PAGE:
The other day driving in the country, we found ourselves behind a small silver Honda, banged up, a bit rusty and worn by many winters. Hanging on the back was a faded, wind-lashed sign that looked as if it had been there for years: Just Married.
I love the season of weddings.
The mother of a son, I love being let in on conversations about dresses and flowers and rehearsal dinners. What kind of event to hold, and how to make the ceremony meaningful and fresh?
I love the details of fixing up the house, gardens and patios, so that they look their best. And when it’s show time, who doesn’t well up, hearing the processional music, watching the children clumsily strewing flowers down paths in advance of the bride, or listening to the low, earnest voices of the couple – who we knew as little ones, building Lego castles on our living room rug — as they exchange vows?
Maybe I’m getting soft with age, but I actually loved that Honda, decked out with its silly poster. Just like I love looking at the photos, long after the event is over, and remembering who I was standing next to for the toast, what new friends I made, how the cake tasted (after all the hand-wringing over who would bake it), who had a bit too much to drink.
Weddings are about so much more than the event itself. Even in this age of casual, and Lazy Susan “life choices,” they are great, life-defining moments.
I am grateful beyond words to be included in the joy, and am always good for a glass of champagne. But more than this, to attend a wedding involves me, as little else can, in the narrative of a couple’s life going forward — which, those of us older than the young couple know, will never be as easy as they imagine. If children come, I will feel a kinship that only such moments of belonging inspire. If careers wobble or change, if help is needed, by standing in the company of witnesses, I am saying in so many words, “I will be there for you.”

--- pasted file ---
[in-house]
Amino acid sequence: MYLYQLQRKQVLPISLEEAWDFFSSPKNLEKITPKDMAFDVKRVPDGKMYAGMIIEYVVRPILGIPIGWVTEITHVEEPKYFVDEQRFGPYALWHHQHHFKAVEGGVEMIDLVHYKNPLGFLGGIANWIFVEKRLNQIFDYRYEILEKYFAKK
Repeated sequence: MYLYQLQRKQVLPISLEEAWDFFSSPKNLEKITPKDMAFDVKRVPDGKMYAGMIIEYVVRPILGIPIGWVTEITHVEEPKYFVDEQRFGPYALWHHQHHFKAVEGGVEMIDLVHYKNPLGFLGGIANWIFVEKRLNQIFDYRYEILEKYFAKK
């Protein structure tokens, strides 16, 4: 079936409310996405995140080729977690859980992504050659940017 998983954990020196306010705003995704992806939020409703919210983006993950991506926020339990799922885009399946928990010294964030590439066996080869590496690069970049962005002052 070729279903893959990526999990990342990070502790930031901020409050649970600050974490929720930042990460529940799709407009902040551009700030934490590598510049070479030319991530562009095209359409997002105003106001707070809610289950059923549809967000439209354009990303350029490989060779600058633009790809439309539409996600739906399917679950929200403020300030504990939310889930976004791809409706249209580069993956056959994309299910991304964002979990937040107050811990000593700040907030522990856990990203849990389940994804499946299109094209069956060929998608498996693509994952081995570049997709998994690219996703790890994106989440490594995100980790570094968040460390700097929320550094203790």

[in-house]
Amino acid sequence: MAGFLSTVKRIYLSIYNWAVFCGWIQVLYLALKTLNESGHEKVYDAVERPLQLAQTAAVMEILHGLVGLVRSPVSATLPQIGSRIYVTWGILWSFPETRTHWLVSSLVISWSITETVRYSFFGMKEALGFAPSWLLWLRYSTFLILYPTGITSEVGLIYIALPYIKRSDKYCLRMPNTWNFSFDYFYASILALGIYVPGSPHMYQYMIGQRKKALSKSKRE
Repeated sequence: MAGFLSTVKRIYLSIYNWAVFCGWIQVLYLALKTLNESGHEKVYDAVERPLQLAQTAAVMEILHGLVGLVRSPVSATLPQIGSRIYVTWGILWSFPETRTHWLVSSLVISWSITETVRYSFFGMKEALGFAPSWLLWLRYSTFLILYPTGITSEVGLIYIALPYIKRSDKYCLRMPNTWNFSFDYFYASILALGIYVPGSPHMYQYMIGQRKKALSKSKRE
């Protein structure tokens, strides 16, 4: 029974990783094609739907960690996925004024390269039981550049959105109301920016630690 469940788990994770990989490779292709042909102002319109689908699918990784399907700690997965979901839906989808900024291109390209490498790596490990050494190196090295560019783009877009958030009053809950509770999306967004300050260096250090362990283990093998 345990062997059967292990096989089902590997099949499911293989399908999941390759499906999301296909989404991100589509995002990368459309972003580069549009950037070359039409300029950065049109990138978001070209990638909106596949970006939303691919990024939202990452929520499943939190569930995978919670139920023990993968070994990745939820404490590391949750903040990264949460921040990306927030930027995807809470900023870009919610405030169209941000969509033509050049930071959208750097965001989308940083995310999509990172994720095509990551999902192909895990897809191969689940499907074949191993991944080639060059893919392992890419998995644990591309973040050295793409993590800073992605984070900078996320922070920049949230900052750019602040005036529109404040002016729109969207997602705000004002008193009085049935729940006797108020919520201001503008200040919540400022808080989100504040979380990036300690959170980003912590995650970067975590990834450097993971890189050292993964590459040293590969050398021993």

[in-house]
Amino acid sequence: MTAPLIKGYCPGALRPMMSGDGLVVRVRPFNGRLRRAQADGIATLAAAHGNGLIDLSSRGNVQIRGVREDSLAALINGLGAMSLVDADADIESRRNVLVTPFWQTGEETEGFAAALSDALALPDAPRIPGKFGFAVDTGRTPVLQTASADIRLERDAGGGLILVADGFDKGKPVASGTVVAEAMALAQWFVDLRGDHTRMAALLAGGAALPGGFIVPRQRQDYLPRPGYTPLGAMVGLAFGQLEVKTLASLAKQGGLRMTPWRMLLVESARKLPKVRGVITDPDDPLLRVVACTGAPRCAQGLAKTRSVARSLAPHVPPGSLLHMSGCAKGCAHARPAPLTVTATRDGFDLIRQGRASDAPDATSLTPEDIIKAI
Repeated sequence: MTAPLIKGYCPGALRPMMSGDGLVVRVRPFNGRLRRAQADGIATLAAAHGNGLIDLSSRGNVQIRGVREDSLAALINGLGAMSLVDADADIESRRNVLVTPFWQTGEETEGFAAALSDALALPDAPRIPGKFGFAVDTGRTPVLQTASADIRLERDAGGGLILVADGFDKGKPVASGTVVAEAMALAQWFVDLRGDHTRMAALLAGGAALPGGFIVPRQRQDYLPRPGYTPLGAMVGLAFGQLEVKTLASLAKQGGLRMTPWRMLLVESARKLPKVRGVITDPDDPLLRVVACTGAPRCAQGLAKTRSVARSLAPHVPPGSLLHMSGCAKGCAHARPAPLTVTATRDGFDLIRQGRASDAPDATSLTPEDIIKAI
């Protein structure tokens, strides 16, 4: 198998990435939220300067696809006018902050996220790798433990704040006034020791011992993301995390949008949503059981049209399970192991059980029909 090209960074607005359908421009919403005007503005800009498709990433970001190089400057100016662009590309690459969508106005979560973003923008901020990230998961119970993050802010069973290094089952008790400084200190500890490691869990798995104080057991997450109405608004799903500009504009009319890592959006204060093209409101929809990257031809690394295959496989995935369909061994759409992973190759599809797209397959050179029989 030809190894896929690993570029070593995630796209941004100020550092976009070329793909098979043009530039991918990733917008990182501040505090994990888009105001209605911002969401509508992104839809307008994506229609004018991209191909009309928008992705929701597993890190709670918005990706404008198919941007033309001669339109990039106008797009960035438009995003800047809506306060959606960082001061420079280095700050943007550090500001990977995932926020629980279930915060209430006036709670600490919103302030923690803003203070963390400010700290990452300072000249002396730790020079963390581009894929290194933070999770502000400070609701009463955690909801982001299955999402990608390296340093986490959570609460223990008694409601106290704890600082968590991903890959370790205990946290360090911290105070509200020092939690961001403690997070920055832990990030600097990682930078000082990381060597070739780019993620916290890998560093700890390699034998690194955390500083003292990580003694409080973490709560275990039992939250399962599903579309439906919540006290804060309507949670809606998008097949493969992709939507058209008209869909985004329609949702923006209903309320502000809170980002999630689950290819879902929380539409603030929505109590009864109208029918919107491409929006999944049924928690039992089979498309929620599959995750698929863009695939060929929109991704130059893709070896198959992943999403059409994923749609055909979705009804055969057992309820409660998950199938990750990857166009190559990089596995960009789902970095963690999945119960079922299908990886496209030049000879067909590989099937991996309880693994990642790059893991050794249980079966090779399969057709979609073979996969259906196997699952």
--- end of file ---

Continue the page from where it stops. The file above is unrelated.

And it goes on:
And when, as the years go by, the albums are pulled out for laughs, I am grateful to know that I’ll be part of the memories, as those friends I no longer see are dear players in my own. To be invited to a wedding confers a special value. It is intimacy shared with those who matter most.
This is one of the geniuses of the old notion of sacrament. In the strict meaning of the word, a sacrament is an outward and visible sign of an inward grace. But the power of sacrament is its communal nature. A thing is made holy by being shared. In few places is this as obvious as at weddings.
I have been a guest at two weddings this season, both the children of dear friends. The planning, the crises and fine details became, over the course of their year-long preparations, the stuff of friendship’s growth and the deepening of already-close ties. When there was a conflict over the dress, or the need to sample wines, these became threads of conversation. Even before they happened, weddings drew us closer on countless morning walks and long-distance calls; long after they are past, a new richness informs our bonds.
They are the way that we sustain a sense of continuity, of belonging, of family.
The silver Honda brought it all back.
It can be easy in these times to feel left out in the cold, so how wonderful to be welcomed into the warmth! We’ve sipped champagne and danced and felt the joy coursing through us. We have welcomed a beautiful young woman from South Carolina and a talented, funny, infinitely kind young man from Connecticut, into our circle of beloveds.
We’ll cherish those good times with friends who have become family until we fall off our personal chassis.